d. He defeated a much larger force in 1526 at the Battle of Panipat, which led to the establishment of his dynasty.
e. He was a fine military strategist and fierce fighter who went into battle alongside his troops.
He reformed the ineffective Lodi bureaucracy to create a streamlined administration
What was the state of the Mughal dynasty at the outset of the reign of Aurangzeb?
a. The status of women in the Mughal empire was higher than at the beginning of the dynasty.
b. Although the cultural level of the empire had declined, the administrative reforms of Shah Jahan renewed the spirit of the empire.
c. The Mughal bureaucracy remained efficient and effective, but the military had lapsed into technological conservatism.
d. Affairs of state had taken precedence over military issues due to the demands of the bureaucracy.
e. The Mughal bureaucracy was bloated and corrupt, the army was backward in weaponry and tactics, and the peasants and artisans had seen living standards fall.
The Mughal bureaucracy was bloated and corrupt, the army was backward in weaponry and tactics, and the peasants and artisans had seen living standards fall.
How did the Savafid economy compare to that of the Ottomans?
a. Only the Ottoman sultans actively sought to encourage handicraft production and trade in their empire.
b. The Safavid economy, because of the geographical location of the empire, was oriented exclusively toward the East and had no contact with Western merchants.
c. The Safavid empire made a more concerted and successful attempt to enlarge their market economy, particularly by attracting merchants from the West.
d. The Ottoman empire benefited in the short run from non-Muslim traders (Christians and Jews) who had extensive contacts with overseas empires that the Safavid empire lacked.
e. The Safavids traded mainly in the Indian Ocean basin, and the Ottomans traded in the western Mediterranean.
The Ottoman empire benefited in the short run from non-Muslim traders (Christians and Jews) who had extensive contacts with overseas empires that the Safavid empire lacked.
The first Safavid shah was
b. Suleyman the Great.
d. Abbas the Great.
What was the outcome of the Din-i-Ilahi?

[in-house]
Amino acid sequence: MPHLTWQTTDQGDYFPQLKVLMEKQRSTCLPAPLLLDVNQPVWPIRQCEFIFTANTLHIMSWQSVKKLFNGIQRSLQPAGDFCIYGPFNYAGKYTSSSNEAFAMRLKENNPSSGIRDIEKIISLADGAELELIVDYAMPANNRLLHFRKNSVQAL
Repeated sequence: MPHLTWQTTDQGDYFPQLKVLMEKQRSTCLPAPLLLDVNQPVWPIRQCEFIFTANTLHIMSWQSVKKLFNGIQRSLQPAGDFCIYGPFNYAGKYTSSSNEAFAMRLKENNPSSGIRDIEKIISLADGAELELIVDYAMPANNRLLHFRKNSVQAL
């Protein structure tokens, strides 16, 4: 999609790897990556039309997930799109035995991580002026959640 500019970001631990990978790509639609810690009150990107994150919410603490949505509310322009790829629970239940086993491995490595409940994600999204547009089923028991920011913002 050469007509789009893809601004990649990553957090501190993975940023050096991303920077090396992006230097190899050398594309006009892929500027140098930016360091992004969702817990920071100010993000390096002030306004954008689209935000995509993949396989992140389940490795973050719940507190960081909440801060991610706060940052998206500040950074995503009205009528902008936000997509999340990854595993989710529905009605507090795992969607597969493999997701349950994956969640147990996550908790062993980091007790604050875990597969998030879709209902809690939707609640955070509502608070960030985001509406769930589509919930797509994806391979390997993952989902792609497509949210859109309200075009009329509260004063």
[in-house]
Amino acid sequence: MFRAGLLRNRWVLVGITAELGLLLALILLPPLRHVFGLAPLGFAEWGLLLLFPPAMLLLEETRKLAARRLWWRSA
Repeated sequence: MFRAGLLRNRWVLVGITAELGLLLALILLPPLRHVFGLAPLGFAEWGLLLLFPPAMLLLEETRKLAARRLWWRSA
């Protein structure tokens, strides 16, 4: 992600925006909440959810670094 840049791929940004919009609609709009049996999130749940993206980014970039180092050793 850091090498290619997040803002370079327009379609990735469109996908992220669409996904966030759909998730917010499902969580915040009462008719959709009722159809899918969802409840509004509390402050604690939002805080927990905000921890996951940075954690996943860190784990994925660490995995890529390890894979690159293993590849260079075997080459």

a. It maintained a large number of believers until the introduction of Christianity in the 18th century by the British.
b. The new religion was widely accepted during Akbar's lifetime and became the state religion of the Mughal empire.
c. Accepted by Hindus who benefited from the lenient policies of Akbar, the new religion was rejected by the Muslims.
d. By Akbar's death in 1605, the Din-i-Ilahi was rejected by both Muslims and Hindus.
e. Accepted by Muslims who saw it as a means of cementing the authority of the Mughals over the traditional Hindu rulers, the new religion was rejected by Hindus.
By Akbar's death in 1605, the Din-i-Ilahi was rejected by both Muslims and Hindus.
Which of the following was NOT a result of the Ottoman loss of monopoly over the Indian trade?
a. Internal unrest further undermined Ottoman rule.
b. Spices carried around Africa by Europeans enriched the Ottomans' Christian rivals.
c. Direct carriage of eastern goods to ports in the West implied loss of revenues in taxes in Muslim trading centers.
d. Military setbacks revealed the obsolescence of the Muslim fleets.
e. Bullion caused by a negative balance of trade flowed out of the Ottoman Empire to the West.
Bullion caused by a negative balance of trade flowed out of the Ottoman Empire to the West.
What was the impact of Aurangzeb's religious policies?
a. More freedom for all religious groups with the exception of Christians
b. The emperor succeeded in reestablishing the political and social dominance of the Hindu majority in India.
c. Aurangzeb's religious policies gravely weakened the internal alliances between Hindus and Muslims and disrupted the social peace that Akbar had established.
d. Aurangzeb's religious policies succeeded in removing Buddhism from India.